In the short term, changes to the EV tax credit are likely to “eliminate a lot of vehicles from being eligible,” Harto said.
For example, cars not assembled in North America are expected to be automatically ineligible. Currently, such vehicles can be found from Hyundai, Kia and Toyota, among others, according to Consumer Reports.
Other models of cars, no matter where they are assembled, are too expensive to qualify. To qualify for the credit, new EVs, vans, SUVs or pickup trucks can’t cost more than $80,000, while other types of vehicles can’t cost more than $55,000. Used EVs may qualify if their value does not exceed $25,000. A list of cars compiled by Consumer Reports that may not qualify because of their price tag includes some Teslas, several BMWs, and others depending on the vehicle’s modifications.
In the long run, however, the new EV incentives could be a major improvement over the current tax credit system, Harto said. “It really helps middle-class Americans buy EVs. They may have to wait another two years” for automakers to adapt to the new standards and increase vehicle supply.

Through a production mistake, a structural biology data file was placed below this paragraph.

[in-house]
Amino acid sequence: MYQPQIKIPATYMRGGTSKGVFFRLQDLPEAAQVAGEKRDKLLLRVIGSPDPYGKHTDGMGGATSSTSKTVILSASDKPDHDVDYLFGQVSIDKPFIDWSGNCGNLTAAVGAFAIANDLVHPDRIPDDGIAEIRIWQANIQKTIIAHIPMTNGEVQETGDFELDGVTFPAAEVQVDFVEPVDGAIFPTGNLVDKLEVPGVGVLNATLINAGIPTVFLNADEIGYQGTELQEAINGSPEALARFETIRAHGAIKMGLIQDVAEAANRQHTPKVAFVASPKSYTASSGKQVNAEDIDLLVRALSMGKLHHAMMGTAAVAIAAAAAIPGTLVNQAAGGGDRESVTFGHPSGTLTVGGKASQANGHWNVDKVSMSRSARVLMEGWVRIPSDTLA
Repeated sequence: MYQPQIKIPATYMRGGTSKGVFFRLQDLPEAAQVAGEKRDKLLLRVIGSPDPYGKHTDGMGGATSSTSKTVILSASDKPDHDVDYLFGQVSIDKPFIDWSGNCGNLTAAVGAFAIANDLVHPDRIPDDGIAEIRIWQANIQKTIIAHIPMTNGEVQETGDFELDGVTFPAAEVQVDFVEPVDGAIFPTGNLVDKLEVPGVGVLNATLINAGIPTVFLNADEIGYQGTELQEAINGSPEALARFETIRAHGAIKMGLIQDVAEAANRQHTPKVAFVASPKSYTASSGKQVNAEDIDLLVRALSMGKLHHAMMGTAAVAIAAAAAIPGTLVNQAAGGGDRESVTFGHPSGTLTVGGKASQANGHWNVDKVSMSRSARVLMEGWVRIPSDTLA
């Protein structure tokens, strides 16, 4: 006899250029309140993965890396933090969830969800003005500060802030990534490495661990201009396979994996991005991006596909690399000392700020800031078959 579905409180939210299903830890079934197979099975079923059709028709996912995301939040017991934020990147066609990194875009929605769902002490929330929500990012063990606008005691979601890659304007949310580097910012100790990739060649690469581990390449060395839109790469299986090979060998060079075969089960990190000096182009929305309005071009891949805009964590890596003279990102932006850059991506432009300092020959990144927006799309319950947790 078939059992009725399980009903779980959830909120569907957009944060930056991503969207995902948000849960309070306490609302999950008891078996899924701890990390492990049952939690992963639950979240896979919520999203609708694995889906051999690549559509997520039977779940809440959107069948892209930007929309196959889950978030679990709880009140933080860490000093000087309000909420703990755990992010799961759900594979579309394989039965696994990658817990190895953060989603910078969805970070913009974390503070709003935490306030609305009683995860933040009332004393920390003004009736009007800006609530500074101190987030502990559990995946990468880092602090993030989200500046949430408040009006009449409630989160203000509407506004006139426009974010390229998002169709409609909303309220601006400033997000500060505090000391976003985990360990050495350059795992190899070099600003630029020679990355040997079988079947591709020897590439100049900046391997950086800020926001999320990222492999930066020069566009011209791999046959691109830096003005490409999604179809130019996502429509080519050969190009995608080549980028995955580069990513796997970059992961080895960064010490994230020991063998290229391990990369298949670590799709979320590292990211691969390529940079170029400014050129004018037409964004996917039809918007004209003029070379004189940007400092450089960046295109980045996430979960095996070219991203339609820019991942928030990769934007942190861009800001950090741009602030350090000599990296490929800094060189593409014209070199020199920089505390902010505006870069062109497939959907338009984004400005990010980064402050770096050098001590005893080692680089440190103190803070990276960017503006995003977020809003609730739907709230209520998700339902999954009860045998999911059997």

Although the new manufacturing requirements may be a “high bar to clear,” the existing vehicle cap may have made it difficult for many people to buy popular EVs that qualify for tax credits, said Leah Stokes, associate professor of the company. Environmental Politics at the University of California, Santa Barbara. “The current EV tax credit is basically non-existent for the majority of EVs that Americans buy,” Stokes said, adding that several popular vehicle manufacturers have reached the sales limit.
What’s more, regardless of the tax law in effect, one aspect of the EV market is likely to remain unchanged, Foley said.Every year, “some cars qualify, some don’t.”
“It’s because of the high restrictions on individual companies at the moment,” he said. “For the future, who will have the batteries that meet the criteria?”